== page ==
Wednesday, August 01, 2007
Sunday, May 06, 2007
This is how it's done. An hour of artists working on trains all over Spain, climbing fences and trolling along tunnels to get to work.
See the video: Reality Show 2
See some more 'burners' at wallspankers.com
A nice treat: Banksy
+ Freely downloadable dance music mixes:
House, trance, techno, hard dance, drum 'n' bass - Dancemuzic.com
Andy Gregory plays progressive trance. His site has dozens of uplifting mix sessions free to download - check out the 'Vocal Sessions' - AndyG
Good house/trance mixes - Peter Worth
Saturday, May 05, 2007
Noun - ser - noun
ser agrees in number with a following plural noun.
El problema son las estudiantes.Source: Using Spanish, Cambridge University Press.
El ejemplo más frecuente citado son los numerosos y múltiples avances tecnológicos.
La revolución eran simplemente unos festivos fuegos artificiales daneses.
Wednesday, April 25, 2007
Culture in Cuba.
From the age of 14, young instructors learn how to teach music, dance, drama and the visual arts. They then go out to primary and secondary schools across the country to teach the pupils there.
This video gives enticing glimpses of Cuban life, and there's lots of spoken Spanish with English subtitles.
Select Windows Media or Real Player version of video here:
Performing arts in Cuba
Sunday, February 25, 2007
José María García, periodista.
García speaks clearly and is easy to understand - good listening for us learners.
Entrevista de Jesús Quintero a José María García
(You have to wait a few seconds while an advertisement clears.)
Sunday, November 05, 2006
An hour of beautiful music and delightful video. Kaori Muraji plays pieces by Rodrigo, Manuel de Falla, Sainz de la Maza, and Moreno Torroba.
The programme:Hear and see on Google Video: Contrastes.
Concierto de Aranjuez (con Orquesta Sinfónica de Madrid)
Homenaje a Debussy
Invocación y Danza ('Homenaje a Manuel de Falla')
Campana del Alba
En Los Trigales
Danza del Molinero
Sunday, October 29, 2006
El 65% de los pacientes tratados con cannabis mejoran su calidad de vida.
On 20 October the Health Committee of Catalonia presented results of a clinical study with the cannabis extract Sativex in patients with different chronic diseases such as multiple sclerosis, neuropathic pain as well as appetite and weight loss. 65 per cent of the 123 participants experienced an improvement of quality of life and a decrease of pain. The other 35 per cent discontinued the treatment due to side effects, mainly dizziness, dry mouth and fatigue.See the full write up in Spanish on cadenaser.com.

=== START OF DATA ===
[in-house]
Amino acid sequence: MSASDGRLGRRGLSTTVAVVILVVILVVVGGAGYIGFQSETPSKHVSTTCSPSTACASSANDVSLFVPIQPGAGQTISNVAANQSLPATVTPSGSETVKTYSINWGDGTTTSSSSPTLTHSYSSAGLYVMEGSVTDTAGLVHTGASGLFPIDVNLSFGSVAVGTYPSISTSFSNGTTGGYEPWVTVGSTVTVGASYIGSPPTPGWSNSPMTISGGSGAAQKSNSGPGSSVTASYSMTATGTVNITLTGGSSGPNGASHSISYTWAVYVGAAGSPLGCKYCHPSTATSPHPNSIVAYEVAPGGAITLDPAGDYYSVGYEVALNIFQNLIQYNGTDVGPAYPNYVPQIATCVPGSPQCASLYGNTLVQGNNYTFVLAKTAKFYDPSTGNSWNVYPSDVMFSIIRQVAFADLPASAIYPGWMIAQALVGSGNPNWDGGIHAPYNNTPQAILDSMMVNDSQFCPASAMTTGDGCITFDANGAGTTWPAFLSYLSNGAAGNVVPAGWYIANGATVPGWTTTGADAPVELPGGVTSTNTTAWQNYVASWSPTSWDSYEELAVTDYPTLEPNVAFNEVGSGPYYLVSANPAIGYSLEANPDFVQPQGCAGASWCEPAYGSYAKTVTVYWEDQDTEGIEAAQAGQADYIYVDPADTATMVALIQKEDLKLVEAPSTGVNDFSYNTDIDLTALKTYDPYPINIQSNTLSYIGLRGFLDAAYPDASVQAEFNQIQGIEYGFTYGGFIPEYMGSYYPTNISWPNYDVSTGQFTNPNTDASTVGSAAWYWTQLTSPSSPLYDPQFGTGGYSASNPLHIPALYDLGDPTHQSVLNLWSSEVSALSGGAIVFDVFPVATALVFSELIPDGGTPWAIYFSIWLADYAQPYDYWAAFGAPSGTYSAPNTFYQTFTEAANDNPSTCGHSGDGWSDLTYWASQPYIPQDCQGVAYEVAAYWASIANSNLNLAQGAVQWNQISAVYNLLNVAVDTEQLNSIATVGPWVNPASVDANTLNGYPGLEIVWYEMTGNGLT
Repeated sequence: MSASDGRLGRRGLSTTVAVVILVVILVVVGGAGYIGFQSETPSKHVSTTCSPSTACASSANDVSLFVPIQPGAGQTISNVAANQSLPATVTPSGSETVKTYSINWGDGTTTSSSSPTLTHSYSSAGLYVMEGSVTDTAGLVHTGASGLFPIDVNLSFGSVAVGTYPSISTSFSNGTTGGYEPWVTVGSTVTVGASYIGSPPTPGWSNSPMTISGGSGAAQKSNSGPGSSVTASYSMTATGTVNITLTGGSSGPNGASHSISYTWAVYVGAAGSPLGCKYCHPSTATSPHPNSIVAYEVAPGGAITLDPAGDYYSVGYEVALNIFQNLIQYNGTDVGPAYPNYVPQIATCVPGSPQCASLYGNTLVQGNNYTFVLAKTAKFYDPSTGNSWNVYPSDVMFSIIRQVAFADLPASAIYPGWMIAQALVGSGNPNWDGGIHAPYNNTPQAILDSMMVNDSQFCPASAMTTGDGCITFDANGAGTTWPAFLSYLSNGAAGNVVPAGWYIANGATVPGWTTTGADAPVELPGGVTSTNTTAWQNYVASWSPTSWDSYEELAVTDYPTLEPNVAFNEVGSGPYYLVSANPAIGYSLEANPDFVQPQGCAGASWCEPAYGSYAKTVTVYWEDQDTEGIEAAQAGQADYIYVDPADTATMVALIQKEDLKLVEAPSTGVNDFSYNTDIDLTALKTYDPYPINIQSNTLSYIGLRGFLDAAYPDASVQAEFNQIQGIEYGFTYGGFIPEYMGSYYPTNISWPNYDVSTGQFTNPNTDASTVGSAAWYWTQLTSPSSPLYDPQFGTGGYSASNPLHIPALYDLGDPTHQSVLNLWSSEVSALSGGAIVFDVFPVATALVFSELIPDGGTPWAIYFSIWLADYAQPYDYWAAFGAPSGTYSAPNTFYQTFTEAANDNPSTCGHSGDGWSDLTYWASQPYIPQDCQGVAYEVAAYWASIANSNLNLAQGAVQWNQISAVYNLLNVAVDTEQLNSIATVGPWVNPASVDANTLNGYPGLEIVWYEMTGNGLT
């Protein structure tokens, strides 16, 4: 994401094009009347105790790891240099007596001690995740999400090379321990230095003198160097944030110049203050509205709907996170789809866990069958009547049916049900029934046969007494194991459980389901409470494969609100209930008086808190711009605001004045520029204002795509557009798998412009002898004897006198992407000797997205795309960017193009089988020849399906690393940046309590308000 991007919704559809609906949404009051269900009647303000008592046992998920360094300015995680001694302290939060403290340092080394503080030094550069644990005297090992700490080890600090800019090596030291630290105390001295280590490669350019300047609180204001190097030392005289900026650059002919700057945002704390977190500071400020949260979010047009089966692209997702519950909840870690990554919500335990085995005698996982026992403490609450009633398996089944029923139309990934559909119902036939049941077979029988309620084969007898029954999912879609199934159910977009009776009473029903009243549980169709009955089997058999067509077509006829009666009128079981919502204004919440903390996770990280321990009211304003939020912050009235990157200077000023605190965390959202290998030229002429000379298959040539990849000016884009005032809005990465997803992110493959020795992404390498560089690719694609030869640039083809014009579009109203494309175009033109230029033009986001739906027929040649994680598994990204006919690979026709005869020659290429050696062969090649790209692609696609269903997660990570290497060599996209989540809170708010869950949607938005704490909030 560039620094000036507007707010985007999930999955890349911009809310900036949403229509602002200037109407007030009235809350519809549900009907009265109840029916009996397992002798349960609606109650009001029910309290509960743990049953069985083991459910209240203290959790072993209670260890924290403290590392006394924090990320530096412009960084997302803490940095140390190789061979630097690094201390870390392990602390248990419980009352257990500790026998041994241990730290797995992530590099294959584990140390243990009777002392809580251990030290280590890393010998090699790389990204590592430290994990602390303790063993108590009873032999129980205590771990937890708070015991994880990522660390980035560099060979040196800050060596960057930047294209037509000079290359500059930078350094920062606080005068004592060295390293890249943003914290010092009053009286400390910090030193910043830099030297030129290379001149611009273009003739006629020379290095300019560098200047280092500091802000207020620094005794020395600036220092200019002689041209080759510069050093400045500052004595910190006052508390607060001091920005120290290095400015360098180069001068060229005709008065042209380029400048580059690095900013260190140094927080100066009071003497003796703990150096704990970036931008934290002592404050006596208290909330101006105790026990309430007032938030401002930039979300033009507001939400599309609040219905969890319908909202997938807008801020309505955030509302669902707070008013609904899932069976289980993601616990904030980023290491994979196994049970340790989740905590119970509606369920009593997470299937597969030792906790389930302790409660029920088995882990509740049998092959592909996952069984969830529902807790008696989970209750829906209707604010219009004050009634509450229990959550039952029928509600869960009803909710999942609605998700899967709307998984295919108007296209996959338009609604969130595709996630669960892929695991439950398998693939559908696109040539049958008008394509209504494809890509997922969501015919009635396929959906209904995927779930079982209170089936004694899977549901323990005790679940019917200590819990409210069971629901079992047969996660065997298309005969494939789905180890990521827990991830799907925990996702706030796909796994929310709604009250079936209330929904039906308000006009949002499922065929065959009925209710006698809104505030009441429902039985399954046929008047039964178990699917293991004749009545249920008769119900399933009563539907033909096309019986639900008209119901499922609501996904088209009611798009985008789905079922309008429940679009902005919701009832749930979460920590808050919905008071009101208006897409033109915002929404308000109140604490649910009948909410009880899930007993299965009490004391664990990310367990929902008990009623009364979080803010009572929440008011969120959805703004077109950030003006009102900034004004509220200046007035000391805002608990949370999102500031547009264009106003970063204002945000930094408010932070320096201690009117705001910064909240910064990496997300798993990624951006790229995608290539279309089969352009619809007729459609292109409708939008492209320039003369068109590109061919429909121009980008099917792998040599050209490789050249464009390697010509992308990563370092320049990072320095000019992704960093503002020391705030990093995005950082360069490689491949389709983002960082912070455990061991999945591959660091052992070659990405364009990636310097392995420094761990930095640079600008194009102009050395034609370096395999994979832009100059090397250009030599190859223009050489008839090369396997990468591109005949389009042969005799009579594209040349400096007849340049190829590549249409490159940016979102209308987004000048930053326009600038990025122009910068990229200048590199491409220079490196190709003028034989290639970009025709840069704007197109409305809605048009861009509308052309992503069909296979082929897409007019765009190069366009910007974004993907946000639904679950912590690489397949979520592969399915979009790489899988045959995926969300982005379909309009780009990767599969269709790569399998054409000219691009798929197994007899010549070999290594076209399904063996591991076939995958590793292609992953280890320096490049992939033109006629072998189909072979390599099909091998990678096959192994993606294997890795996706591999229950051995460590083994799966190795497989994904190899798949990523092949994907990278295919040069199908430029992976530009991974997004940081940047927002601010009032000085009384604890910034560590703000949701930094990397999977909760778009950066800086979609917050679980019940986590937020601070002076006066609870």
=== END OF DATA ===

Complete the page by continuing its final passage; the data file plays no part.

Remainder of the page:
It was a pilot study that started in January 2006 in six hospitals in the region of Barcelona. According to the press release of the Health Committee the study demonstrated that cannabis could be an alternative for "patients with severe chronic diseases of different causes that would not well respond to standard medications and would be associated with a decrease of quality of life."
Source: IACM Bulletin.
Saturday, September 30, 2006
Here's a lovely film showing Venezuela through the eyes of a North American oil company employee in 1956 -
Creole Assignment: Venezuela.
Comment by johnvillegasi: "Este extraordinario video de Creole Petroleoum Corporation nos hace reflexionar muchas cosas. Entre ellas, que hasta 1955 Venezuela había tenido gobernantes que querían lo mejor para ella. Prueba de lo anterior es que entre los años 40 y 1980, Venezuela ocupó el 3er lugar en ingreso per capita en el mundo, siguiendo solo a Suiza y EEUU. Permaneció durante esos años como la nación que tuvo mayor crecimiento sostenido a nivel mundial. El producto del petróleo se invertía en infraestructura e industria."
How are your propaganda spotting talents?
Which, do you think, of the following two documentaries conveys the truth?
This video shows the 1992 coup and counter coup in Venezuela -
The Revolution will not be Televised.
Comment by Marcos (a Venezuelan citizen): "The footage is very good, 'surprisingly good' if you know what i mean. On the other hand, this 'documentary' shows some truth, but also some lies and a lot of manipulation. Why? Because it focuses only in both extremes leaving aside all the people, A LOT OF PLEOPLE, who is in between and dislikes the opposition and Chavez's goverment, why the producers didn't do some research on this? To finish, for those who don't speak spanish, the 'documentary' is conveniently translated to make look better Chavez's side."That video spawned this one debunking it -
X-Ray of a Lie.
Comment by curandero62: "Me parece una excelente respuesta para contrarestar a la desinformacion que sufren en el extranjero, por lo menos a puesto a dudar a muchos sobre la veracidad de la informacion que les llega a traves de los medios afectos al regimen de Chavez. Chavez inteligentemente se ha puesto como la victima ante los medios extranjeros, y eso le rindio dividendos dentro de la izquierda, sobre todo europea, que anda como pollo sin cabeza, buscado desesperadamente un lider romantico tipo Fidel en sus primeros años!"You have to make up your own mind where the truth lies.
Saturday, September 09, 2006
'Giant Girl Doll'
Also 'Loose Change'
If you haven't already seen it, you should watch 'Loose Change'. Though the video is criticised, it is nonetheless considered to raise questions that urgently demand serious scrutiny - with big implications for us all.
With subtitles in:
Friday, September 08, 2006
'Percusienfa' de Erik Mongrain.
Sunday, July 23, 2006
Podcasts in Spanish.
"BBC Estudio 834 es un espacio de encuentro y conversación.